The rise of the internet has dealt a crushing blow to print media in the last 15 years or so. But one particular section of that industry has managed to thrive – comic books. How did the world of superheroes manage to fight off the big evil that is IT? Like any compelling superhero yarn, this one too is filled with twists and turns, and a whole lot of history, or shall we say, back-story.
Pop culture belongs to the comics industry
If you have to talk about comics in 2019, it is hard not to begin the narrative with Marvel and the Avengers. The company is responsible for almost singlehandedly bringing the world of comic books and superheroes to a new generation of kids and adults in the last 10-15 years.
The Marvel universe of superheroes and villains now sprawl a multi-billion dollar business. Comics only constitute a part of this empire. Their movie franchise has dominated the box office in recent years, bringing in over 8 billion dollars worldwide!
The latest episode in this cinematic universe, the Avengers Endgame, has been breaking box office records for fun in all four major continents. Many are wondering if it will go on to become the biggest blockbuster in motion picture history! Comics have come a long way indeed.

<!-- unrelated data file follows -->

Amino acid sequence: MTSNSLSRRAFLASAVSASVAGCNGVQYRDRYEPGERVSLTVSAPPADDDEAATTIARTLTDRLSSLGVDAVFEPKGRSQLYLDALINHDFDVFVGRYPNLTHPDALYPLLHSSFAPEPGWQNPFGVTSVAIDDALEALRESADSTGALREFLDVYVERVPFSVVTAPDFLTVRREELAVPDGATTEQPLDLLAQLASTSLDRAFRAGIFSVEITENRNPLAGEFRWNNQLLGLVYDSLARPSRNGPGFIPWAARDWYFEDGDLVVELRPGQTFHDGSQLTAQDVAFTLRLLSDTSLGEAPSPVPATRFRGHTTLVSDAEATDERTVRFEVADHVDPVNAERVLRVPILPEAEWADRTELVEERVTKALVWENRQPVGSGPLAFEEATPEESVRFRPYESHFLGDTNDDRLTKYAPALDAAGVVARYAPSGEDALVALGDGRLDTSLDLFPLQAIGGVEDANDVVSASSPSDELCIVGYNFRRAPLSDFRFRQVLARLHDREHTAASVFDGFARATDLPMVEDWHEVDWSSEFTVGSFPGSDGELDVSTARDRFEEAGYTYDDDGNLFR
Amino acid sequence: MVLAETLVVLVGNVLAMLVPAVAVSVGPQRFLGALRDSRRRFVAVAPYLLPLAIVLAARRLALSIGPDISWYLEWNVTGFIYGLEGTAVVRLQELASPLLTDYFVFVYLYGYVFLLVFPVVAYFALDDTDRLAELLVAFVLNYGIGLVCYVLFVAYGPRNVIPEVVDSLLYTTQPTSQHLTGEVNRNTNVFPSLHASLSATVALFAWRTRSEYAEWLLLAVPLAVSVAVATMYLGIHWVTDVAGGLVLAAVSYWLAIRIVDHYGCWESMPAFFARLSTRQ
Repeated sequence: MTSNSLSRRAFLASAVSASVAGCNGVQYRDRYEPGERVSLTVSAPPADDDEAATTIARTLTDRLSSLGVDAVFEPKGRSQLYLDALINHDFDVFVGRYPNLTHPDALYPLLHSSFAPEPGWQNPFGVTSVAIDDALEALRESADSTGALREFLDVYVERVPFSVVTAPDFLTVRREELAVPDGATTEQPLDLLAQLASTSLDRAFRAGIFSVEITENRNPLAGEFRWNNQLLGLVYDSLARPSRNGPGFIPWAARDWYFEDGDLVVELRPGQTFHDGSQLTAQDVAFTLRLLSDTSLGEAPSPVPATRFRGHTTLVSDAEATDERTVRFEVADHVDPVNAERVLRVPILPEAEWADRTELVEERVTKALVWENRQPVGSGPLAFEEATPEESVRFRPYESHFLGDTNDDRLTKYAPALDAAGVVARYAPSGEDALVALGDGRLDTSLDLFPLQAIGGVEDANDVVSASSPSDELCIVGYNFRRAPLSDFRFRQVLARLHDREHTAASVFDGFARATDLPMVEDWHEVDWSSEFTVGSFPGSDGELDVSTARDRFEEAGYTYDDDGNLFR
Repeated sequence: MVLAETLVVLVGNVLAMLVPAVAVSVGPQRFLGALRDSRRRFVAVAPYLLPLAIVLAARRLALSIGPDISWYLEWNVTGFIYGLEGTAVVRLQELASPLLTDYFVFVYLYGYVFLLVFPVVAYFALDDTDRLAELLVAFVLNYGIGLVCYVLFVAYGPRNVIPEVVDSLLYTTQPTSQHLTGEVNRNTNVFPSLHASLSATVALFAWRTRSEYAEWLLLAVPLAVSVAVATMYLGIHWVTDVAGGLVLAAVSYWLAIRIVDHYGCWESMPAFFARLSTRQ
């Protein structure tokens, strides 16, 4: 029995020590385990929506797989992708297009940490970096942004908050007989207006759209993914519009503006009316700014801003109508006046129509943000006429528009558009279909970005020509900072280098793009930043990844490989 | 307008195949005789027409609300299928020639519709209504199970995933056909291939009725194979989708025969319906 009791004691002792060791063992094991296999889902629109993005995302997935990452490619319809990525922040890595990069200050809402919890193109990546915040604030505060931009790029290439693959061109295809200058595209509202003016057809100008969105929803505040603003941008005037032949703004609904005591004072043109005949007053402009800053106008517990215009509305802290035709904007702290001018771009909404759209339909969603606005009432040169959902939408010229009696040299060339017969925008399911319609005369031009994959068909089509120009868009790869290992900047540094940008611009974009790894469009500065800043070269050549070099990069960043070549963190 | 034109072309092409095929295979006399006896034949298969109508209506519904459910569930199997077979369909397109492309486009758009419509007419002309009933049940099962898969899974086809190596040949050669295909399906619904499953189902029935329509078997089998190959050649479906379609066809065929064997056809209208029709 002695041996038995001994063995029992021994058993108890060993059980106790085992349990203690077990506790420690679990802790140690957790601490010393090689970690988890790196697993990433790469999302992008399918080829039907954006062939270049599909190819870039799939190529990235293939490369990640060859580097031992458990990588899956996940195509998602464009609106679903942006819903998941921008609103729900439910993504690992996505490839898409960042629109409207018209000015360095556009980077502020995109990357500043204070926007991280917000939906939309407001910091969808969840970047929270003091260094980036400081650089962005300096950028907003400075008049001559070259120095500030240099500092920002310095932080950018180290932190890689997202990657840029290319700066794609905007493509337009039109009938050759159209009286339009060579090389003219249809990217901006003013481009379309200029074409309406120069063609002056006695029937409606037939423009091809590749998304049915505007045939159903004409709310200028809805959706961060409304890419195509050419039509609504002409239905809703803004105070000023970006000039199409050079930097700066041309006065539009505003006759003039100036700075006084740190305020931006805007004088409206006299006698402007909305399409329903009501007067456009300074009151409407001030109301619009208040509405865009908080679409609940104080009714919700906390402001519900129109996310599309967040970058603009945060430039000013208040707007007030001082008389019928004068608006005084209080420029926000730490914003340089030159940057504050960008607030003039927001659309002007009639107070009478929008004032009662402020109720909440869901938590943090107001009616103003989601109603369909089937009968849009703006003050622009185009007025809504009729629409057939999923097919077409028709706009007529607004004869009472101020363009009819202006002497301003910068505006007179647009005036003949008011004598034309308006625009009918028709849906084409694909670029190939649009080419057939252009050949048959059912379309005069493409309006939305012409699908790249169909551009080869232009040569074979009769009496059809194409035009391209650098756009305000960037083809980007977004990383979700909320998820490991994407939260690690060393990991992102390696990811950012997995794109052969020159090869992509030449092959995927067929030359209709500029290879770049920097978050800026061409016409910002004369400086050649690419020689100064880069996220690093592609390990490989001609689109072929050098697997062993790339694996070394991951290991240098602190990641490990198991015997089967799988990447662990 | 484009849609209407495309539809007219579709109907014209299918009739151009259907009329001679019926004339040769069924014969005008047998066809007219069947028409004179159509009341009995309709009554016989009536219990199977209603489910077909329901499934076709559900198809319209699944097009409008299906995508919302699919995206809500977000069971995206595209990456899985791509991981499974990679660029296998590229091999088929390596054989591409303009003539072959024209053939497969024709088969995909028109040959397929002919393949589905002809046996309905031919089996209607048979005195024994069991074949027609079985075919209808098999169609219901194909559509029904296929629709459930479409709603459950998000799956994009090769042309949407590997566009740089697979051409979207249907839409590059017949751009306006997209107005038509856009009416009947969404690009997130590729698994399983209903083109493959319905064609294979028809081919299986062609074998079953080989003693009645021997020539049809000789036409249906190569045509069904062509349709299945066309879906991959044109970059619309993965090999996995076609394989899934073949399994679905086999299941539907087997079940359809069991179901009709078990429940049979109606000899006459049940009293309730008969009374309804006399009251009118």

Even on TV, comics have broken the mold of animated series, and are dominating prime time slots. Across the major networks, there are at least ten different live-action series. The same trend is visible on major streaming platforms like Netflix, Hulu, and Amazon Prime as well.
But the original medium is dying slowly
It was essential for publishers of comics to make the jump from paper to the silver screen. Actual comic book sales have been seeing a consistent decline over the past couple of decades. There is no doubt that the rise of media technology has played a crucial role in this.
With the rise of TV, internet and streaming content, book reading as a hobby was dealt a mortal blow. Comics still managed to survive somewhat due to their visual appeal. But as they become more engaging and accessible on our screens, through movies, series, and video games, the original comics are losing their sheen.
Comic stores across the US are shutting down due to plummeting profits. Marvel still leads the market with a healthy share of total sales. But when you compare the numbers with those from the heady days of the 1960s and ‘70s you can see the stark decline – sales have dipped by as much as 80-90%.